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Table 5.6.1. Example Data Analysis of Drug in Urine Data
Cumulative Amount Excreted
Rate of Excretion
|0 - 2||50||1.666||83.3||83.3||116.8|
|2 - 4||46||1.069||49.2||132.5||67.7|
|4 - 6||48||0.592||28.4||160.9||39.2|
|6 - 8||49||0.335||16.4||177.3||22.8|
|8 - 10||46||0.210||9.7||187||13.2|
|10 - 12||48||0.116||5.6||192.5||7.6|
|12 - 18||134||0.047||6.3||198.8||1.3|
|18 - 24||144||0.009||1.3||200.1||-|
|24 - ∞||-||-||-||200.1|
Figure 5.6.1 Linear Plot of Cumulative Amount Excreted versus Time
The plot in Figure 5.6.1 shows U rapidly increasing at first then leveling off to U∞ (= 200 mg). NOTE: U∞ ≠ DOSE for this set of data. Notice that U∞/2 (100 mg) is excreted in about 3 hours which gives an estimate of the elimination half-life. Otherwise this plot is a qualitative representation of the data.
Figure 5.6.2 Semi-log Plot of Rate of Excretion versus Time
The plots in Figures 5.6.2 and 5.6.3 (below) are more useful for calculating parameter values. A straight line can be drawn through the data on each semi-log plot. The elimination rate constant, kel, can be determined from the slope of this line and ke or fe determined from the intercept.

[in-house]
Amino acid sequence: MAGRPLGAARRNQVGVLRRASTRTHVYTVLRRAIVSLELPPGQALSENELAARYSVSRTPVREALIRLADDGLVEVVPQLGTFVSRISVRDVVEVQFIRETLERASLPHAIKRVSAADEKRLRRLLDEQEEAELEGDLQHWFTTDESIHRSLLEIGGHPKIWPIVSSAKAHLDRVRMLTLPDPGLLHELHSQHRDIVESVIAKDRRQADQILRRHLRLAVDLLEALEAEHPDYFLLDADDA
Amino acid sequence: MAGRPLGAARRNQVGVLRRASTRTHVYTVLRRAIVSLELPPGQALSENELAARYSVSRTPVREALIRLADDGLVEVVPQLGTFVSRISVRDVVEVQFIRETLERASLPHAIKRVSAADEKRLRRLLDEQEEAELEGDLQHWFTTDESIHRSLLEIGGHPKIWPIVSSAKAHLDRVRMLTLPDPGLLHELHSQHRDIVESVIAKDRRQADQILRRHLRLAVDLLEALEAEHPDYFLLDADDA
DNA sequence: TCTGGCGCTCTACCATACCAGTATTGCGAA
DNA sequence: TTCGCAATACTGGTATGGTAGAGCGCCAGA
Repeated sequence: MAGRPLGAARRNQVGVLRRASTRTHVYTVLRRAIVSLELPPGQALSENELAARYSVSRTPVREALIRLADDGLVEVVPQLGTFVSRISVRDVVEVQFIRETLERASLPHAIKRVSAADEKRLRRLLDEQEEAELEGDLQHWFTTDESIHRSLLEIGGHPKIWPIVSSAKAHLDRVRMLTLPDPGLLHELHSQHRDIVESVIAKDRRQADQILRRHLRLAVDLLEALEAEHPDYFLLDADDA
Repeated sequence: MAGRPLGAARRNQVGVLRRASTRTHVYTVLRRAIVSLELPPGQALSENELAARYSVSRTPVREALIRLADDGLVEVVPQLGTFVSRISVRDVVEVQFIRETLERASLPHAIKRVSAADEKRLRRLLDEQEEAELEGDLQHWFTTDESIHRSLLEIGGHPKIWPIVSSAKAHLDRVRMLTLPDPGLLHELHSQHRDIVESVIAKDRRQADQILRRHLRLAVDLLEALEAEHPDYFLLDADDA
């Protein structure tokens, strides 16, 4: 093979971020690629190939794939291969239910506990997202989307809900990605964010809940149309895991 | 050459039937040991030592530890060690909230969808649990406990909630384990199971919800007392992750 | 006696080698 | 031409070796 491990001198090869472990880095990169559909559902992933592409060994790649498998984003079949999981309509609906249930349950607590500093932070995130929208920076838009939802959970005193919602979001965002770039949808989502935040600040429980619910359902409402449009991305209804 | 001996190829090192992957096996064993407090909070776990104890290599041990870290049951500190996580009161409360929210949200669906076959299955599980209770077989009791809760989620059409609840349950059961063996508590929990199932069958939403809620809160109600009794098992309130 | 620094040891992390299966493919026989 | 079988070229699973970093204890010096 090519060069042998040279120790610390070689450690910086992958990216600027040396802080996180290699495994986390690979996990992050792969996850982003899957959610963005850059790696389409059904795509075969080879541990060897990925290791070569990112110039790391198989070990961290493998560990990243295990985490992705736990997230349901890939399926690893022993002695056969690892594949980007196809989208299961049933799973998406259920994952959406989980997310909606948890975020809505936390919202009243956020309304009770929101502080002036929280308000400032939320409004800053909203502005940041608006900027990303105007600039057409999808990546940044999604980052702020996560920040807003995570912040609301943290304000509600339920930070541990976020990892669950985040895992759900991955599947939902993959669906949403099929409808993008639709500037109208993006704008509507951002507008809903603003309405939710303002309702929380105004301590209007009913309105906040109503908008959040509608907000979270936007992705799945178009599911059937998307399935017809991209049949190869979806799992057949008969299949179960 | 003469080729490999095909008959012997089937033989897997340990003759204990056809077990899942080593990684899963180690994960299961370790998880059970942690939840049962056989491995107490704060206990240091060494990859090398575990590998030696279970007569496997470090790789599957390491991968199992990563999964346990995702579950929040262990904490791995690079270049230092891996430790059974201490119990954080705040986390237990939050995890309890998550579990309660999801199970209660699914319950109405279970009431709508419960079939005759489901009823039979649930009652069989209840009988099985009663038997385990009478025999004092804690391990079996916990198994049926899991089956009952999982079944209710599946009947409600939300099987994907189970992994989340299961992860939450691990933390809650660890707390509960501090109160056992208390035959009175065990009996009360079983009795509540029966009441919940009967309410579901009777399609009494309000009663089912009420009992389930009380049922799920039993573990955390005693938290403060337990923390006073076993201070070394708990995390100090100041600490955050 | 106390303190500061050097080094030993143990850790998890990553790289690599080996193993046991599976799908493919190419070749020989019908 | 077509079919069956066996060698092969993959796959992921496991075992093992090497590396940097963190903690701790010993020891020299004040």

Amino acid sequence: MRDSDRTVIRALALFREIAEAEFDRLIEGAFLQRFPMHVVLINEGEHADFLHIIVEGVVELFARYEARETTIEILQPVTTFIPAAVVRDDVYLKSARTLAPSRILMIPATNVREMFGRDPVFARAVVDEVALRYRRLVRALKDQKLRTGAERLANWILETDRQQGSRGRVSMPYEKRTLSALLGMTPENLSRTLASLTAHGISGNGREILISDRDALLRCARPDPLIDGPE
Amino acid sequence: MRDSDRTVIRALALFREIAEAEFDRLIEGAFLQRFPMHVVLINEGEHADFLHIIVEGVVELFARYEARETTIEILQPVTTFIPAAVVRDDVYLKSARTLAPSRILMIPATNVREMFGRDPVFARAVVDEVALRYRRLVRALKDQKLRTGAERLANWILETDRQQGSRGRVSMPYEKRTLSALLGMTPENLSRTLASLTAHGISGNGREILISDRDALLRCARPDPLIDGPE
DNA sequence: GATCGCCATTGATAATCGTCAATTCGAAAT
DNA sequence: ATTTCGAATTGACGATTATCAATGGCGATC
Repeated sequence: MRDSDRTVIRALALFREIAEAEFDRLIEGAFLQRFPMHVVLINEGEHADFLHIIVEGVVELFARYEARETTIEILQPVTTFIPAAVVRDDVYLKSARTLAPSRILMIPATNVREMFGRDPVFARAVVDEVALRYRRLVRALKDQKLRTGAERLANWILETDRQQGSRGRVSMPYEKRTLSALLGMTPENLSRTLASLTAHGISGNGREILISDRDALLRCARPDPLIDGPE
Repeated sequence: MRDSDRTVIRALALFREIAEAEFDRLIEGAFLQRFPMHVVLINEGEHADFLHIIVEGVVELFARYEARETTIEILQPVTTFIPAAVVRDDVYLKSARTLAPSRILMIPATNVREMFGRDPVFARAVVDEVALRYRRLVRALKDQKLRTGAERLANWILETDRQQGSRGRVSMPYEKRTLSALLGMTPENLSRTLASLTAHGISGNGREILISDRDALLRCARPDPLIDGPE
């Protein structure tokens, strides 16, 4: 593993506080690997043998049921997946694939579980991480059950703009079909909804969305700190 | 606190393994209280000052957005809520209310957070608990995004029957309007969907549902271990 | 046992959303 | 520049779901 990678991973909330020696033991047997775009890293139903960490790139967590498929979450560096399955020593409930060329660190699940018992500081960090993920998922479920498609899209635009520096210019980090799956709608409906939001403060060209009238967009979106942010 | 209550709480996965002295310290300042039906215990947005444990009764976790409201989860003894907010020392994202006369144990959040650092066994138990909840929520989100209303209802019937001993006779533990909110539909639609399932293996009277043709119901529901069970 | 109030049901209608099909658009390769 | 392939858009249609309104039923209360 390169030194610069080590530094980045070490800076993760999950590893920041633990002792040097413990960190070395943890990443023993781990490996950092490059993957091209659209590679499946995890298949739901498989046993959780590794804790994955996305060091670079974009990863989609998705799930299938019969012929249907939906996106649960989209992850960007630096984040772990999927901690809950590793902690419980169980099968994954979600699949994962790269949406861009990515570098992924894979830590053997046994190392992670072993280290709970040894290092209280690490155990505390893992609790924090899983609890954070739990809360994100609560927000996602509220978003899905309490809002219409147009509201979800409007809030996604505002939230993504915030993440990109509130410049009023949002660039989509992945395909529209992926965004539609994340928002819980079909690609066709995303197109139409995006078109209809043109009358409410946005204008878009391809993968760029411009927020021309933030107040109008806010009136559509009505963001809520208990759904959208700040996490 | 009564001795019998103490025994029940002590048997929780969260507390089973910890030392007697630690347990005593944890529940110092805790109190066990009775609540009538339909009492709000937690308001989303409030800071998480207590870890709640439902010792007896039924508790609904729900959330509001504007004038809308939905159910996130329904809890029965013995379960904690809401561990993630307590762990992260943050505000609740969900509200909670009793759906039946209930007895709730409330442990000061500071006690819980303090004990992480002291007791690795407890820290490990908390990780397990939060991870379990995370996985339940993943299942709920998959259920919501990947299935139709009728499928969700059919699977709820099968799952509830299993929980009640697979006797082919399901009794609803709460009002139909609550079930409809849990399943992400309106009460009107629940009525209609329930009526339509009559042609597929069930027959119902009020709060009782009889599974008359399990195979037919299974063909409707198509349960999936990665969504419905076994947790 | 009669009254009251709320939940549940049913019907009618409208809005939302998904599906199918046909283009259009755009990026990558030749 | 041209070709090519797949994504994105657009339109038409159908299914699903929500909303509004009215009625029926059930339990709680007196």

Figure 5.6.2 provides a semi-log plot of ΔU/Δt versus t midpoint. As you can see this gives a reasonably straight line plot.
Estimating the intercept value to be 53 mg/hr and if the line crosses the axis at 23.6 hr where the rate of excretion is 0.1 mg/hr a value for kel can be estimated.
and ke can be determined from the intercept.
Thus fe = ke/kel = 0.177/0.266 = 0.665.
This plot can be used to estimate kel, ke and fe. A disadvantage of this type of plot is that the error present in "real" data can obscure the straight line and lead to results which lack precision. Also it can be difficult to collect frequent, accurately timed urine samples. This is especially true when the elimination half-life is small.
Figure 5.6.3 Analysis of Urine Data - Rate of Excretion
Figure 5.6.4 Semi-log Plot of A.R.E. versus Time
The A.R.E. data are plotted as red circles on Figure 5.6.3 above. Estimating the intercept value to be 210 mg and if the line crosses the axis at 19 hr where the A.R.E. is 1 mg a value for kel can be estimated.
and fe can be determined from the intercept.
Thus ke = fe • kel = 0.7 x 0.281 = 0.197 hr-1
One disadvantage of this approach is that the errors are cumulative, with collection interval, and the total error is incorporated into the U∞ values and therefore into each A.R.E. value. Another problem is that total (all) urine collections are necessary. One missed sample means errors in all the results calculated.
Figure 5.6.5 Analysis of Urine Data - Amount Remaining to Excreted
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